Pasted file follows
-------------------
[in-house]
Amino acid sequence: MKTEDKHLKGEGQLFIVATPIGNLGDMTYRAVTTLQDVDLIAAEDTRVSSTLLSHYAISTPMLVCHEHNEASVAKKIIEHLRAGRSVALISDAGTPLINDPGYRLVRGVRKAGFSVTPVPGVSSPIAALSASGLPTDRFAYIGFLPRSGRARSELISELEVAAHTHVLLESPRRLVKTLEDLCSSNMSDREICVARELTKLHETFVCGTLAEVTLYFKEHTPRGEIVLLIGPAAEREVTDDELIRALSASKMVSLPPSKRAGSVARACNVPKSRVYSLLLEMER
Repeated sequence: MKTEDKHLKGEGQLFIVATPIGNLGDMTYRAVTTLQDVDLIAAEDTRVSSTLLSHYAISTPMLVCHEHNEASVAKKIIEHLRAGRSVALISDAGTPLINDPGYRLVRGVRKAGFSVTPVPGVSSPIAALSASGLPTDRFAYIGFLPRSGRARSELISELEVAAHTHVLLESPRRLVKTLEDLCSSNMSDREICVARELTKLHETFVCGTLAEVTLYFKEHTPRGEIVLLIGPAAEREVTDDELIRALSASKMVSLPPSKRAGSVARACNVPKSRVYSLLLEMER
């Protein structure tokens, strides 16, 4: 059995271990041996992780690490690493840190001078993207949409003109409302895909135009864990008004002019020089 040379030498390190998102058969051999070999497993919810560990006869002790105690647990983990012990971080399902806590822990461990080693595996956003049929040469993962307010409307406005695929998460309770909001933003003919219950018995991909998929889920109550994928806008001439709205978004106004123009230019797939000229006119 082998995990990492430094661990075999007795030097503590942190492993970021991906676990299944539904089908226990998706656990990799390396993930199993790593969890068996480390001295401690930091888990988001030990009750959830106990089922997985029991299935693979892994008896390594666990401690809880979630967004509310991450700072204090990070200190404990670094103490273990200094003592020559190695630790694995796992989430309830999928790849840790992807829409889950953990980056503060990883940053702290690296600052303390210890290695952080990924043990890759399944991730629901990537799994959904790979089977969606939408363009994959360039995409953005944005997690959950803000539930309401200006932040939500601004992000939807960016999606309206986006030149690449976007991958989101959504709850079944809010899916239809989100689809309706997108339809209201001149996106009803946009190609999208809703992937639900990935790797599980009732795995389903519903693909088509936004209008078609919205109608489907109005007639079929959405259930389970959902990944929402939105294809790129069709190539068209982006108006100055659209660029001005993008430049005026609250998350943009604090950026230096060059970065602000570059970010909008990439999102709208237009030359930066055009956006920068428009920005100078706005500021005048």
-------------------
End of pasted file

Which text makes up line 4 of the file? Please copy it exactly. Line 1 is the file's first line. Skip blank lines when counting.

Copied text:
């Protein structure tokens, strides 16, 4: 059995271990041996992780690490690493840190001078993207949409003109409302895909135009864990008004002019020089 040379030498390190998102058969051999070999497993919810560990006869002790105690647990983990012990971080399902806590822990461990080693595996956003049929040469993962307010409307406005695929998460309770909001933003003919219950018995991909998929889920109550994928806008001439709205978004106004123009230019797939000229006119 082998995990990492430094661990075999007795030097503590942190492993970021991906676990299944539904089908226990998706656990990799390396993930199993790593969890068996480390001295401690930091888990988001030990009750959830106990089922997985029991299935693979892994008896390594666990401690809880979630967004509310991450700072204090990070200190404990670094103490273990200094003592020559190695630790694995796992989430309830999928790849840790992807829409889950953990980056503060990883940053702290690296600052303390210890290695952080990924043990890759399944991730629901990537799994959904790979089977969606939408363009994959360039995409953005944005997690959950803000539930309401200006932040939500601004992000939807960016999606309206986006030149690449976007991958989101959504709850079944809010899916239809989100689809309706997108339809209201001149996106009803946009190609999208809703992937639900990935790797599980009732795995389903519903693909088509936004209008078609919205109608489907109005007639079929959405259930389970959902990944929402939105294809790129069709190539068209982006108006100055659209660029001005993008430049005026609250998350943009604090950026230096060059970065602000570059970010909008990439999102709208237009030359930066055009956006920068428009920005100078706005500021005048």